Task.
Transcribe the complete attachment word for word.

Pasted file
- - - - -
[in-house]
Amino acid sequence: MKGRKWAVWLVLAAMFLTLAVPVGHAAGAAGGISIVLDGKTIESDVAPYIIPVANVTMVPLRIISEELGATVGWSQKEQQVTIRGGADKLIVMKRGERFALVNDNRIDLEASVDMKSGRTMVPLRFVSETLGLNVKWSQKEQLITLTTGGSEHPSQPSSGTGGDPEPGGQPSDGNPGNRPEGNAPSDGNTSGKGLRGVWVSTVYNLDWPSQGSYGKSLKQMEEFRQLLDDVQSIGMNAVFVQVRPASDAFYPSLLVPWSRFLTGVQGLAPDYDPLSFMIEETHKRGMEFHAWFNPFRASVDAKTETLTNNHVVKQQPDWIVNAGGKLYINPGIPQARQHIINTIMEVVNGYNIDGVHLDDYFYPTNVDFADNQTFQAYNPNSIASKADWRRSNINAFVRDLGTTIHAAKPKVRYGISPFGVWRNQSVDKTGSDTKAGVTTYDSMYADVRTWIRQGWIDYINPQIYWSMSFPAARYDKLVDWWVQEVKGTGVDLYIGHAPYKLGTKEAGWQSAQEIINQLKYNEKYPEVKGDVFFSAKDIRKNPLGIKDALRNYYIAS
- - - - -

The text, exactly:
[in-house]
Amino acid sequence: MKGRKWAVWLVLAAMFLTLAVPVGHAAGAAGGISIVLDGKTIESDVAPYIIPVANVTMVPLRIISEELGATVGWSQKEQQVTIRGGADKLIVMKRGERFALVNDNRIDLEASVDMKSGRTMVPLRFVSETLGLNVKWSQKEQLITLTTGGSEHPSQPSSGTGGDPEPGGQPSDGNPGNRPEGNAPSDGNTSGKGLRGVWVSTVYNLDWPSQGSYGKSLKQMEEFRQLLDDVQSIGMNAVFVQVRPASDAFYPSLLVPWSRFLTGVQGLAPDYDPLSFMIEETHKRGMEFHAWFNPFRASVDAKTETLTNNHVVKQQPDWIVNAGGKLYINPGIPQARQHIINTIMEVVNGYNIDGVHLDDYFYPTNVDFADNQTFQAYNPNSIASKADWRRSNINAFVRDLGTTIHAAKPKVRYGISPFGVWRNQSVDKTGSDTKAGVTTYDSMYADVRTWIRQGWIDYINPQIYWSMSFPAARYDKLVDWWVQEVKGTGVDLYIGHAPYKLGTKEAGWQSAQEIINQLKYNEKYPEVKGDVFFSAKDIRKNPLGIKDALRNYYIAS